Staff Publications

Staff Publications

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    'Staff publications' is the digital repository of Wageningen University & Research

    'Staff publications' contains references to publications authored by Wageningen University staff from 1976 onward.

    Publications authored by the staff of the Research Institutes are available from 1995 onwards.

    Full text documents are added when available. The database is updated daily and currently holds about 240,000 items, of which 72,000 in open access.

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Record number 514757
Title Soil networks become more connected and take up more carbon as nature restoration progresses
Author(s) Morriën, W.E.; Hannula, S.E.; Snoek, L.B.; Helmsing, N.R.; Zweers, Hans; Hollander, M. de; Soto, Raquel Luján; Bouffaud, Marie Lara; Buée, M.; Dimmers, W.J.; Duyts, Henk; Geisen, Stefan; Girlanda, Mariangela; Griffiths, R.I.; Jorgensen, H.B.; Jensen, J.; Plassart, P.; Redecker, Dirk; Schmelz, R.M.; Schmidt, Olaf; Thomson, Bruce C.; Tisserant, Emilie; Uroz, Stephane; Winding, Anne; Bailey, M.J.; Bonkowski, M.; Faber, J.H.; Martin, F.; Lemanceau, Philippe; Boer, W. de; Veen, J.A. van; Putten, W.H. van der
Source Nature Communications 8 (2017). - ISSN 2041-1723 - 10 p.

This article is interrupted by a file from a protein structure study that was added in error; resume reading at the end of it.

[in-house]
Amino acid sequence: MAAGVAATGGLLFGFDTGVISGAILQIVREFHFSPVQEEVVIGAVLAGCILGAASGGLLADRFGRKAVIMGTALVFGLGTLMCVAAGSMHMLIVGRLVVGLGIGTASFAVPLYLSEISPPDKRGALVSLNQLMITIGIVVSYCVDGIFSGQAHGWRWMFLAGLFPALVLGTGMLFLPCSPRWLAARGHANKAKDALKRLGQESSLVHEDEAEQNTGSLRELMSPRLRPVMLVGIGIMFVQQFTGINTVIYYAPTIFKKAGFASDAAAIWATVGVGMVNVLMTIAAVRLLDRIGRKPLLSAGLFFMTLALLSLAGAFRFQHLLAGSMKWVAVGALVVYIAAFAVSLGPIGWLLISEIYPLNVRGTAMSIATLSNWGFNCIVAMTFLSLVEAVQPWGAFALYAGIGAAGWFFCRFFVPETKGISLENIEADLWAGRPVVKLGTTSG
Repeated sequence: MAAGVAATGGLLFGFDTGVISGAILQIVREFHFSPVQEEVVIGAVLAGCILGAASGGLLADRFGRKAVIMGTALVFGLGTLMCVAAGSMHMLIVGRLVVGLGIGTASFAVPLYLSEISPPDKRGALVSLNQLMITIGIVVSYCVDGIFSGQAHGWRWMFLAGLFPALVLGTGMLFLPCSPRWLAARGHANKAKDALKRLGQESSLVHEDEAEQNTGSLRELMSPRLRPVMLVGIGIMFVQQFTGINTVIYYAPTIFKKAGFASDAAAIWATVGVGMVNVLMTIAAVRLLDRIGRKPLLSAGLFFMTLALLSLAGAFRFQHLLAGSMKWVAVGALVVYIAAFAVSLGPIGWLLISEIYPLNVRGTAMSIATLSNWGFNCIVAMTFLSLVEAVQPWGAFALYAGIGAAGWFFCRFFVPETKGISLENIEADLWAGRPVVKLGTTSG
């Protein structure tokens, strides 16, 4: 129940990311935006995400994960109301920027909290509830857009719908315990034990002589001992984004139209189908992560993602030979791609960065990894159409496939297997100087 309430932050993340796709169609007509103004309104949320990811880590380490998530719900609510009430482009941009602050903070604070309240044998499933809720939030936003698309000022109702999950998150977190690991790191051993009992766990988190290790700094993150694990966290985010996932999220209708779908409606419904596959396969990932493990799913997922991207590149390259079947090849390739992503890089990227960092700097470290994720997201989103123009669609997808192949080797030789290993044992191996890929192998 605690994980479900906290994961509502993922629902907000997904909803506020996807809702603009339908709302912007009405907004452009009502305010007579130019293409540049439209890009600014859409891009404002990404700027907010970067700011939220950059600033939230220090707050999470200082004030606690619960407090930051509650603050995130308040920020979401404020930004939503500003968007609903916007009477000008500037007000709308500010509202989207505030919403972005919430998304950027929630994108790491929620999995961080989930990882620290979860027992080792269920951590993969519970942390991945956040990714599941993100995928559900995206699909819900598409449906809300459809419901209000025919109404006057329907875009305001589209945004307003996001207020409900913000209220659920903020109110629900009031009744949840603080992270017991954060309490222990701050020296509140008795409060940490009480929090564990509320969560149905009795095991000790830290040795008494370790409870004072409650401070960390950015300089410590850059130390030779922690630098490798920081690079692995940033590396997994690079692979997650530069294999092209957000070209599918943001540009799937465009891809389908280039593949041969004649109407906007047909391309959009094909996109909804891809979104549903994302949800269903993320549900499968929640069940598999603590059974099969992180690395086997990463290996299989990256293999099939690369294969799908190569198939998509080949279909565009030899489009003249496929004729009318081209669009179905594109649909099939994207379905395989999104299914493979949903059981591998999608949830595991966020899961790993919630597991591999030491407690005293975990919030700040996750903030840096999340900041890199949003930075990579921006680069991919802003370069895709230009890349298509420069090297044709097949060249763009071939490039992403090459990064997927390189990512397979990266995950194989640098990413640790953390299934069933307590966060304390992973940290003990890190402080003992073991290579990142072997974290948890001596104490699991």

DOI https://doi.org/10.1038/ncomms14349
Department(s) Laboratory of Nematology
PE&RC
Alterra - Animal ecology
Chair Soil Biology and Biological Soil Quality
EPS
Publication type Refereed Article in a scientific journal
Publication year 2017
Abstract Soil organisms have an important role in aboveground community dynamics and ecosystem functioning in terrestrial ecosystems. However, most studies have considered soil biota as a black box or focussed on specific groups, whereas little is known about entire soil networks. Here we show that during the course of nature restoration on abandoned arable land a compositional shift in soil biota, preceded by tightening of the belowground networks, corresponds with enhanced efficiency of carbon uptake. In mid- and long-term abandoned field soil, carbon uptake by fungi increases without an increase in fungal biomass or shift in bacterial-to-fungal ratio. The implication of our findings is that during nature restoration the efficiency of nutrient cycling and carbon uptake can increase by a shift in fungal composition and/or fungal activity. Therefore, we propose that relationships between soil food web structure and carbon cycling in soils need to be reconsidered.
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